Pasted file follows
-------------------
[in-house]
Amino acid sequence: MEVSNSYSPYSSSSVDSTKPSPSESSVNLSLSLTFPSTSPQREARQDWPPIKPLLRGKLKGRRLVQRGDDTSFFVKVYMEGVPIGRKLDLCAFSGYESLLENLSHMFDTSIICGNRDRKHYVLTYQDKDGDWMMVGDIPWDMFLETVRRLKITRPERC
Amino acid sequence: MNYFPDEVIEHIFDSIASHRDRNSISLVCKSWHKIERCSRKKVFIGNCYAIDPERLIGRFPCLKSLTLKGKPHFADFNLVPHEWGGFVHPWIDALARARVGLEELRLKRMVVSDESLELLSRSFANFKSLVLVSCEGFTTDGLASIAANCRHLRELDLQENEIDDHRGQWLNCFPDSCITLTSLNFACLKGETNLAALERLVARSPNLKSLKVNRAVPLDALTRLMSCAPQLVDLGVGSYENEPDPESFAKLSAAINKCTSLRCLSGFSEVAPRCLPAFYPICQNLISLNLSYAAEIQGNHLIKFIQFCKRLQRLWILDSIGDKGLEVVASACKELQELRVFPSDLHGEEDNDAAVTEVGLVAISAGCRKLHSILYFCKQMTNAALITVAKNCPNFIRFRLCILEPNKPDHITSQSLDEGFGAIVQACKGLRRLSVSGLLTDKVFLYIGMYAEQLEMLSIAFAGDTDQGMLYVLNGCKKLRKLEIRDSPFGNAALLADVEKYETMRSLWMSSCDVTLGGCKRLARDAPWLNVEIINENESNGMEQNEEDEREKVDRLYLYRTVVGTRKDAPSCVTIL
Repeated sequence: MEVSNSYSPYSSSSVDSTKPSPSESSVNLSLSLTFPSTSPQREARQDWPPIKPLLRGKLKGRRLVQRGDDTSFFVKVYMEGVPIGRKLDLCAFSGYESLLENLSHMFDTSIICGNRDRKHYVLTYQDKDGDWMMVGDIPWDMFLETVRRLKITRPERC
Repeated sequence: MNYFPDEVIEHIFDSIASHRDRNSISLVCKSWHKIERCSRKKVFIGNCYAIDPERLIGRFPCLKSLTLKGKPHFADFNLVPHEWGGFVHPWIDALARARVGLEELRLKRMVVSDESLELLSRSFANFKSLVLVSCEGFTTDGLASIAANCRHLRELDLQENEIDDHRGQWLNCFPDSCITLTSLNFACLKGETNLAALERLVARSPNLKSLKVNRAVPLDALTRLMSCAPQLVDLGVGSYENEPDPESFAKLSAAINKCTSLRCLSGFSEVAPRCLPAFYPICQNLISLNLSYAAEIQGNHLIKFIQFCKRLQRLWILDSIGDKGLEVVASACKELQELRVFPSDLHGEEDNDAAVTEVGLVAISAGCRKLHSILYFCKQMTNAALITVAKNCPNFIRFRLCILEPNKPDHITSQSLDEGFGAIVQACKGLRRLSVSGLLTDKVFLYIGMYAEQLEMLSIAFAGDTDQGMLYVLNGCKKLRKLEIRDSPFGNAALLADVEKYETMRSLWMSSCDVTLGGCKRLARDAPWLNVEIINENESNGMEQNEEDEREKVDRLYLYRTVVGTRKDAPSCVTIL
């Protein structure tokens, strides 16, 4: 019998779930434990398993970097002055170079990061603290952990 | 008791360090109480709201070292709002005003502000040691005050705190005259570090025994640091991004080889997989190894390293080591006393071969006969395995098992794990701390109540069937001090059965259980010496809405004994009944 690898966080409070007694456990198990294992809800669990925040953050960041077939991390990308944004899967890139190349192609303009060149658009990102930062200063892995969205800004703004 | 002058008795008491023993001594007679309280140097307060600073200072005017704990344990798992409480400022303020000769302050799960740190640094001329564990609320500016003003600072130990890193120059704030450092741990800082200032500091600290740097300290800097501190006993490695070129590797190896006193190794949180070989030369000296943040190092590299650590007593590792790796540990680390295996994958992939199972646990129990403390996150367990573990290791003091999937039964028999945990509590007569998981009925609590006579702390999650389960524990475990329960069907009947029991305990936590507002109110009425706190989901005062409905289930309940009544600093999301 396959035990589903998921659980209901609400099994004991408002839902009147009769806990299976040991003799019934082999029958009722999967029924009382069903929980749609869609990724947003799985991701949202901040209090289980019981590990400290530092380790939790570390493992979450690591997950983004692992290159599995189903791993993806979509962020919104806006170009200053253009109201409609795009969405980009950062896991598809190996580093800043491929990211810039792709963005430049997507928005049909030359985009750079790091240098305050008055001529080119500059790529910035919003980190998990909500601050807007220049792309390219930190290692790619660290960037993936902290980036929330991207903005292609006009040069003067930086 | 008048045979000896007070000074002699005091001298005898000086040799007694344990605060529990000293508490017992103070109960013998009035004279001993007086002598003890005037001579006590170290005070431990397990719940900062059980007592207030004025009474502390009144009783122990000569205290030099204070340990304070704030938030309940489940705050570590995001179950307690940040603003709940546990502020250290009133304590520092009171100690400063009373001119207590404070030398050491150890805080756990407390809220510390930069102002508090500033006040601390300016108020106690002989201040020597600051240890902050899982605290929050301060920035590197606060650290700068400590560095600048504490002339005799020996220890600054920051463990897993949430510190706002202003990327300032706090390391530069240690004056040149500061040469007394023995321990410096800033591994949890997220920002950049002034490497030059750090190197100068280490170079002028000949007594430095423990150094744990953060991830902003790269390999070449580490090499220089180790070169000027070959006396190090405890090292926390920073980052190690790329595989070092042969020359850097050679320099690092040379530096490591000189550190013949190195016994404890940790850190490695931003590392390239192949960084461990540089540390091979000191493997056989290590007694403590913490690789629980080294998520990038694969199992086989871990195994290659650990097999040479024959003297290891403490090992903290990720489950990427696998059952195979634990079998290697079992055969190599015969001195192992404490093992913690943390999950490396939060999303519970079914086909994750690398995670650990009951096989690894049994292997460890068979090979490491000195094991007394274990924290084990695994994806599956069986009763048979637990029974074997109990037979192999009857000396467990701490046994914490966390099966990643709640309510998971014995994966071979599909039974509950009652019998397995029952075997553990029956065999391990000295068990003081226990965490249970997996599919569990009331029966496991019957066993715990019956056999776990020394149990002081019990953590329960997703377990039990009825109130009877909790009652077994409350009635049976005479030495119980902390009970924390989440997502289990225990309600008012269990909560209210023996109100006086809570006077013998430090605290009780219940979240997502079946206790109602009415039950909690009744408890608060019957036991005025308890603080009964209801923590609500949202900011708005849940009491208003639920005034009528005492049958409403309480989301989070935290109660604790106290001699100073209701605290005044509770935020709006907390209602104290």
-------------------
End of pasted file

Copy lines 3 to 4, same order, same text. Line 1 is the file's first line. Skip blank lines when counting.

Amino acid sequence: MNYFPDEVIEHIFDSIASHRDRNSISLVCKSWHKIERCSRKKVFIGNCYAIDPERLIGRFPCLKSLTLKGKPHFADFNLVPHEWGGFVHPWIDALARARVGLEELRLKRMVVSDESLELLSRSFANFKSLVLVSCEGFTTDGLASIAANCRHLRELDLQENEIDDHRGQWLNCFPDSCITLTSLNFACLKGETNLAALERLVARSPNLKSLKVNRAVPLDALTRLMSCAPQLVDLGVGSYENEPDPESFAKLSAAINKCTSLRCLSGFSEVAPRCLPAFYPICQNLISLNLSYAAEIQGNHLIKFIQFCKRLQRLWILDSIGDKGLEVVASACKELQELRVFPSDLHGEEDNDAAVTEVGLVAISAGCRKLHSILYFCKQMTNAALITVAKNCPNFIRFRLCILEPNKPDHITSQSLDEGFGAIVQACKGLRRLSVSGLLTDKVFLYIGMYAEQLEMLSIAFAGDTDQGMLYVLNGCKKLRKLEIRDSPFGNAALLADVEKYETMRSLWMSSCDVTLGGCKRLARDAPWLNVEIINENESNGMEQNEEDEREKVDRLYLYRTVVGTRKDAPSCVTIL
Repeated sequence: MEVSNSYSPYSSSSVDSTKPSPSESSVNLSLSLTFPSTSPQREARQDWPPIKPLLRGKLKGRRLVQRGDDTSFFVKVYMEGVPIGRKLDLCAFSGYESLLENLSHMFDTSIICGNRDRKHYVLTYQDKDGDWMMVGDIPWDMFLETVRRLKITRPERC